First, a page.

Hurricane warnings have now been posted for the Central Texas coast from Matagorda to Port Mansfield, as Tropical Storm Harvey is strengthening and could become the first hurricane to hit the Texas coast in nine years, News Radio 1200 WOAI reports.
Forecaster Dennis Feltgen of the National Hurricane Center tells News Radio 1200 WOAI the real danger of Harvey is not its winds, but its rain, and as the storm slows over the warm waters of the Gulf, that rain danger is getting a lot worse.
"We may be measuring rainfall in feet rather than inches," He said. "This is a potentially life threatening flooding situation."
He says the danger is extreme for people who live along the entire Texas coast, but the Coastal Bend and the Houston area are in the most danger for flooding and storm surge.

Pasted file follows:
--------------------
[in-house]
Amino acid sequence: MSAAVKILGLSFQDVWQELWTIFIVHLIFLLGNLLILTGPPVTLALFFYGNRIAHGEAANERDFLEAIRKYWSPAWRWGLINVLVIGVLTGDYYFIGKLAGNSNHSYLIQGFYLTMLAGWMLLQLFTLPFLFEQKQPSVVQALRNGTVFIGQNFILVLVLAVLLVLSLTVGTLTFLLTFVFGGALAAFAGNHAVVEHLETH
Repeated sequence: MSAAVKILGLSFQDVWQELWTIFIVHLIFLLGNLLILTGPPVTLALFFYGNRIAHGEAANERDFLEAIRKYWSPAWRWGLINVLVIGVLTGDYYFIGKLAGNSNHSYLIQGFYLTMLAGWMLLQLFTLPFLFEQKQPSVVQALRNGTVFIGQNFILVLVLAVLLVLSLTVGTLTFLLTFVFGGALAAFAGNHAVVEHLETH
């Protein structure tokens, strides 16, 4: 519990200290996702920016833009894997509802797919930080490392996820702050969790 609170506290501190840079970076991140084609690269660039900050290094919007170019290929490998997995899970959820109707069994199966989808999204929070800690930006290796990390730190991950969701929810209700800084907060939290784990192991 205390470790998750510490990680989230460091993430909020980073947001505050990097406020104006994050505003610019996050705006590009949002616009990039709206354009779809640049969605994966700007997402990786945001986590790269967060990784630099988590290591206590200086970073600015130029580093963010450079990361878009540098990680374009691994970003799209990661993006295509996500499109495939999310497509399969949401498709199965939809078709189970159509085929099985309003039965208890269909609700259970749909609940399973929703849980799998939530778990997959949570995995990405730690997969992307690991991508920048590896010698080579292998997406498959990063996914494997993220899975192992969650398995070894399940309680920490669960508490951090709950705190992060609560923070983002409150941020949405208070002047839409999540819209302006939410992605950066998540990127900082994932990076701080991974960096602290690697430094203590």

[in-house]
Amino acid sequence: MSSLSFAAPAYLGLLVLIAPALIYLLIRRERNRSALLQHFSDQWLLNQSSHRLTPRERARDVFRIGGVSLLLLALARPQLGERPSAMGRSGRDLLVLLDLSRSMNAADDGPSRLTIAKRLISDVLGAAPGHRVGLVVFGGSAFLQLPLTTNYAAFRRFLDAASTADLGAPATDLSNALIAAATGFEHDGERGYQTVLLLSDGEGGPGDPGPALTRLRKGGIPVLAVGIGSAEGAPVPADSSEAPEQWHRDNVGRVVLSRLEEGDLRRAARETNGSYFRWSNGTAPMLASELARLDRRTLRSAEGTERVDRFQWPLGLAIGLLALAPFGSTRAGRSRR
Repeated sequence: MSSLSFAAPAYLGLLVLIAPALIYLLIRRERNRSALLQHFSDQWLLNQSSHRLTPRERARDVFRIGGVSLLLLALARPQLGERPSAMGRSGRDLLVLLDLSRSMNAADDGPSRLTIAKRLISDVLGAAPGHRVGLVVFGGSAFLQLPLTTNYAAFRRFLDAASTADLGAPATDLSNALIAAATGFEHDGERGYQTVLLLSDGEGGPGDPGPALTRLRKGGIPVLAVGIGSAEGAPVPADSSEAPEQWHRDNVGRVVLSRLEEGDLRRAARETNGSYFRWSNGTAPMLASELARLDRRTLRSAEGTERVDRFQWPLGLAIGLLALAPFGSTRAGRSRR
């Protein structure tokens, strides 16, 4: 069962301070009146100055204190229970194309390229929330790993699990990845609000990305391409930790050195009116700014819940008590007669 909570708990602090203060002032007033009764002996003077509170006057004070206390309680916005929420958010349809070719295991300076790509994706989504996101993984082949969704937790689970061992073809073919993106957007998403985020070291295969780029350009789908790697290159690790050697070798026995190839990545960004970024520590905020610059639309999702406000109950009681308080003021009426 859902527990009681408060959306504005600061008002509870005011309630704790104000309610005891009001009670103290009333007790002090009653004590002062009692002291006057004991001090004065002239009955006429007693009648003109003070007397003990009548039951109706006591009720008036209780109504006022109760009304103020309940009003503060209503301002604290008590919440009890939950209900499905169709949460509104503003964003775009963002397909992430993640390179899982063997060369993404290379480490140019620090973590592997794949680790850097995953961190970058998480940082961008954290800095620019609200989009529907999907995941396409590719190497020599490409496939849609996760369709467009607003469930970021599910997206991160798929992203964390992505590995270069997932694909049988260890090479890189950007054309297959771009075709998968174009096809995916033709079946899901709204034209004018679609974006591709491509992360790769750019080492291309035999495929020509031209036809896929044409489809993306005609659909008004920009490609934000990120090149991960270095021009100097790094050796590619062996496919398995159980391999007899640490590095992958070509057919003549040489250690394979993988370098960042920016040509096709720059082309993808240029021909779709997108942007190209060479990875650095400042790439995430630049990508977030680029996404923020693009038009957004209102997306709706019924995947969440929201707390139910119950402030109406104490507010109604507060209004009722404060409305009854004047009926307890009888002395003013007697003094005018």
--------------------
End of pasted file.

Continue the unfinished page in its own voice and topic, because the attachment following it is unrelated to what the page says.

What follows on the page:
"Storm surge warnings will be needed along the Texas coastline, but the biggest single impact from Harvey is going to be the rainfall," he said.
National Hurricane Center forecaster John Cangelosi agrees.
"Projections are ten to fifteen inches with isolated amounts of twenty years from the Central Texas coast to Southwestern Louisiana," he said.
With storm surges expected, the oil refineries which line the Gulf Coast are preparing for flooding and power outages, which could lead to spikes in the price of gasoline.
In San Antonio, right now forecasters are calling for two to four inches of rain, and little to no wind impact, but that could change if Harvey changes course.
The rain could begin tonight, and will continue tomorrow and Saturday, with a 100% chance of rain in San Antonio for Saturday. And Harvey could stall over the lowlands of southeastern Texas, potentially continuing the rain, and the danger of flooding.